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Almond history

About Almondsjust almonds almonds

Many people believe that the almond is a nut, when in all actuality it is a drupe (which is technically a type of fruit). The English word almond is derived from the French amande, which in turn is a derivative of the old Latin word for almond amygdalus meaning "tonsil plum."

Almond Trees

The almond tree is a deciduous tree which can grow as high as 10 meters. The leaves of the almond tree are broad and serrated, and the sprouting flowers seen in early spring are either white or pale pink. By the time autumn comes (some 7-8 months after flowering), the almond is mature, ripe, and ready to be harvested.

Almond trees become productive and begin bearing fruit after five years. The fruit is mature in the autumn, 7–8 months after flowering.


Almond Productionbuy almonds

Global production of raw almonds is around 1.7 million tonnes, with a low of 1 million tonnes in 1995 and a peak of 1.85 million tonnes in 2002 according to Food and Agriculture Organization (FAO) figures; world production of almonds was 1.76 million tonnes in 2006.  According to the FAO, major producers are the USA (715623 t, 41%), Spain (220000 t, 13%), Syria (119648 t, 7%), Italy (112796 t, 6%), Iran (108677 t, 6%) and Morocco (83000 t, 5%). Algeria, Tunisia and Greece each account for 3%, Turkey, Lebanon and China each account for 2%.   In Turkey, most of the production comes from the Datça Peninsula. In Spain, numerous commercial cultivars of sweet almond are produced, most notably the Jordan almond (imported from Málaga) and the Valencia almond.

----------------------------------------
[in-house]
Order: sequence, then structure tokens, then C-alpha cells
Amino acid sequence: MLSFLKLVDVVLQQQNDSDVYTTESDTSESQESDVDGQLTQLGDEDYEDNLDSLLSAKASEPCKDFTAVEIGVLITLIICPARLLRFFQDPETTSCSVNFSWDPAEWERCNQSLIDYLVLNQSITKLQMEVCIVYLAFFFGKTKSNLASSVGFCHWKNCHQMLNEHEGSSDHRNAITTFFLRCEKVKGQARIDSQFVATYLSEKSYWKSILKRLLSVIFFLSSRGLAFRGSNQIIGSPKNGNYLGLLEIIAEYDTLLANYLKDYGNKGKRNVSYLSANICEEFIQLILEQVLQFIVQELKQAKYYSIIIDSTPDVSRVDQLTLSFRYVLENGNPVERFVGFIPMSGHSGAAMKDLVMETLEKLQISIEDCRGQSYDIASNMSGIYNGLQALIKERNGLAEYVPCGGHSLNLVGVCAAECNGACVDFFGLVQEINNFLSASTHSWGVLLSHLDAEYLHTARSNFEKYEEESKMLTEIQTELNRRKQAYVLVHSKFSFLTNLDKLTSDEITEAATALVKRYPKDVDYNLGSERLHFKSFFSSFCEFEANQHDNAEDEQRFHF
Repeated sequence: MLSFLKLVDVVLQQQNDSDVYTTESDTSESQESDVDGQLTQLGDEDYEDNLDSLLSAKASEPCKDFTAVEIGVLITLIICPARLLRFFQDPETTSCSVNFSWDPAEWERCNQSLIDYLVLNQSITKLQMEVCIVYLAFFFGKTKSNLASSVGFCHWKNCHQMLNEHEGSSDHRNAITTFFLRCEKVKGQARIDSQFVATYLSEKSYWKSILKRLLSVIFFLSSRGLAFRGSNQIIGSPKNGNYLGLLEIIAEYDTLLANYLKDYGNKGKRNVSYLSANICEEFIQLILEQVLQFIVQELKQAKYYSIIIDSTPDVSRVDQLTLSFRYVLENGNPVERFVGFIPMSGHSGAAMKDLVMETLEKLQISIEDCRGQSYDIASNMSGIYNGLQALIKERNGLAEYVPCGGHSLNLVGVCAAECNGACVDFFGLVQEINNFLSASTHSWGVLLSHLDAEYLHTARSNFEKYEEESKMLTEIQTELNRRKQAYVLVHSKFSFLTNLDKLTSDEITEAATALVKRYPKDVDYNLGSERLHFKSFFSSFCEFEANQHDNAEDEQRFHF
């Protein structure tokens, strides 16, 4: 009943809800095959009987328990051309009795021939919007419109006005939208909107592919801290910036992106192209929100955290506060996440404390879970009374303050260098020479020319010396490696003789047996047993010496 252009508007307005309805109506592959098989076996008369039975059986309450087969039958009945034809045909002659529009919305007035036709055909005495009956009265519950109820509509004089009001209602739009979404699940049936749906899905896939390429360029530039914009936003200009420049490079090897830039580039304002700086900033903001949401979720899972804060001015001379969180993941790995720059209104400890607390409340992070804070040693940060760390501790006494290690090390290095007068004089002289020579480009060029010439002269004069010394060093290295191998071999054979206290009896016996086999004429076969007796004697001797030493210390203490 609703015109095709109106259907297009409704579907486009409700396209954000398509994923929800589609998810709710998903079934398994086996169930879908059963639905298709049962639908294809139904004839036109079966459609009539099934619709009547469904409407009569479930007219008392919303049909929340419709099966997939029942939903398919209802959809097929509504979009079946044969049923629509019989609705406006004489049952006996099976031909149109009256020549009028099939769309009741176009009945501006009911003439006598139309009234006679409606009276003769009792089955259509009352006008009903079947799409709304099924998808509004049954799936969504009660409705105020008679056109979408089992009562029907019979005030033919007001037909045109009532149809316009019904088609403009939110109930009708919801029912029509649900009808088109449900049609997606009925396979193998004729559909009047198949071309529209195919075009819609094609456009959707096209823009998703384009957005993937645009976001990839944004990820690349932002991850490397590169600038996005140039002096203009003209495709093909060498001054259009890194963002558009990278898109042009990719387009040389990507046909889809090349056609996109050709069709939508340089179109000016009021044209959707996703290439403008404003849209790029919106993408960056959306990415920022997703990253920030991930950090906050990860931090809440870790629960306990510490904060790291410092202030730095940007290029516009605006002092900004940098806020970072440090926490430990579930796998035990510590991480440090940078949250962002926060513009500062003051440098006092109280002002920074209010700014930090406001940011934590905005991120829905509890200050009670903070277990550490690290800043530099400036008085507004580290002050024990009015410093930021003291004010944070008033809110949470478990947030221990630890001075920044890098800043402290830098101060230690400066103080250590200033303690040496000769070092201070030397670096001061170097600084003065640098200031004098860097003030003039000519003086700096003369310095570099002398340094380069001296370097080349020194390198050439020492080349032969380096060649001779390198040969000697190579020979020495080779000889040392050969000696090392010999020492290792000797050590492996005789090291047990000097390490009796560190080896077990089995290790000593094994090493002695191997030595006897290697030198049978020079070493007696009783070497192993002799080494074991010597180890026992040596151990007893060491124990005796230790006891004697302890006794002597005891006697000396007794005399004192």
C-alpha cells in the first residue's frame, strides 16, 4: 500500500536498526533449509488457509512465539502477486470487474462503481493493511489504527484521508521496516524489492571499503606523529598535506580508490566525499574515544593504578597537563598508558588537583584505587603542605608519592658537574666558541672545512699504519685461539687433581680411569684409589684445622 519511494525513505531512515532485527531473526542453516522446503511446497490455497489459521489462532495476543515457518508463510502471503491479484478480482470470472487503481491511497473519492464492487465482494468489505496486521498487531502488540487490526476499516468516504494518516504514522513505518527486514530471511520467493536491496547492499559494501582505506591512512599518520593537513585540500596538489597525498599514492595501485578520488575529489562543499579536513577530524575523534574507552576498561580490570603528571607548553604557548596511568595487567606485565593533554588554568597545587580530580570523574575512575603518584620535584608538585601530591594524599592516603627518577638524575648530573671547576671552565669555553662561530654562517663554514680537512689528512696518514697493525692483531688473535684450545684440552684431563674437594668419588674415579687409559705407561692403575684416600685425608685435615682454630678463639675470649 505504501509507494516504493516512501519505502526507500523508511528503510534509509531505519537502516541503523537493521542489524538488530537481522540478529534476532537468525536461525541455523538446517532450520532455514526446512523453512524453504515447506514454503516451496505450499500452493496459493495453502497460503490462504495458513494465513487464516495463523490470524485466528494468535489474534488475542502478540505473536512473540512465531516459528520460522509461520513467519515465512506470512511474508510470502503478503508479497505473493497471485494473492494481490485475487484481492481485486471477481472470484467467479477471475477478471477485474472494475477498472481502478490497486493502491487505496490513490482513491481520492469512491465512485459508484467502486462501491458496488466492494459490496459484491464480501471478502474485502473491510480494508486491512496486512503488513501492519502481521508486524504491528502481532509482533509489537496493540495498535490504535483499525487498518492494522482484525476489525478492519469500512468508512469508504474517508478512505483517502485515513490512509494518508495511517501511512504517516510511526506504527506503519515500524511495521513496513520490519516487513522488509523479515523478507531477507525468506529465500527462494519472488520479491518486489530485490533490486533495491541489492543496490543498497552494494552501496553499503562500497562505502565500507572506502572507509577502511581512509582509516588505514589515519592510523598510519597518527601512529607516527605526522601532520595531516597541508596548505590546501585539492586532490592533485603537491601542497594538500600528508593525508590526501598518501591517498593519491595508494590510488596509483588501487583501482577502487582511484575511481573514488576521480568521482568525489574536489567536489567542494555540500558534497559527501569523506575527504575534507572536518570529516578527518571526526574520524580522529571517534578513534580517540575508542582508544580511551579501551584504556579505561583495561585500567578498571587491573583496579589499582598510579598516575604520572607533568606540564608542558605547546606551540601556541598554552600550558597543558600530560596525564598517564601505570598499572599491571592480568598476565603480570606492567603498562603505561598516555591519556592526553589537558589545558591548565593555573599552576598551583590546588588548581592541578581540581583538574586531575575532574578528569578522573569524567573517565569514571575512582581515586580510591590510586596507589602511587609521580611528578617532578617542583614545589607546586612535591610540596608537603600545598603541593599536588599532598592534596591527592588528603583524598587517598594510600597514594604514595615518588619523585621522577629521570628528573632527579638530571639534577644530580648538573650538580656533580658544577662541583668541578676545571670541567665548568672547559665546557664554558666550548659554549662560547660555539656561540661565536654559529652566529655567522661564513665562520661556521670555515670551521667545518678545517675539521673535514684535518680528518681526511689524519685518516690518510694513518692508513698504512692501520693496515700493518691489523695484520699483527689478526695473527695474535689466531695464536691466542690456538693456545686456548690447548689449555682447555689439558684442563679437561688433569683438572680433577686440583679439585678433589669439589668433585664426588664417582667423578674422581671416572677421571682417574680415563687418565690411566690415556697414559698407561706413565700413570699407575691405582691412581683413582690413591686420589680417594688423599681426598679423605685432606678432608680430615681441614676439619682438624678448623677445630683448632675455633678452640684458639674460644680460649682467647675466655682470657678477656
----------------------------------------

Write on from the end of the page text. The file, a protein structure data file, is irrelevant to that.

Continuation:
In the United States, production is concentrated in California, with California almonds being the states third leading agricultural product and its top agricultural export in 2008. California produces 80% of the world’s almonds and 100% of the U.S. commercial supply. California exported almonds valued at 1.08 billion dollars in 2003, about 70% of total California almond crop.

Almond Consumption

Many times, almonds are toasted before eating; other times they are simply eaten raw. However, there are a wide variety of culinary uses for raw almonds, as well. It is most commonly sprinkled on ice cream sundaes or other desserts such as marzipan, French macaroons, and even more. Almonds can even be processed into "almond milk", which is ideal for vegans and those that are lactose-intolerant, and the drupe can be used to produce "almond syrup". Additionally, the oil of sweet almonds may even be used as a substitute for olive oil.

To complement its wide variety of uses, raw almonds also have a great deal of nutritional value, too. A handful of almonds (28 grams/one recommended serving) are enough to provide the human body with high levels of Vitamin E, magnesium, and fiber, apart from being a great source of monounsaturated fat, protein, potassium, and even calcium.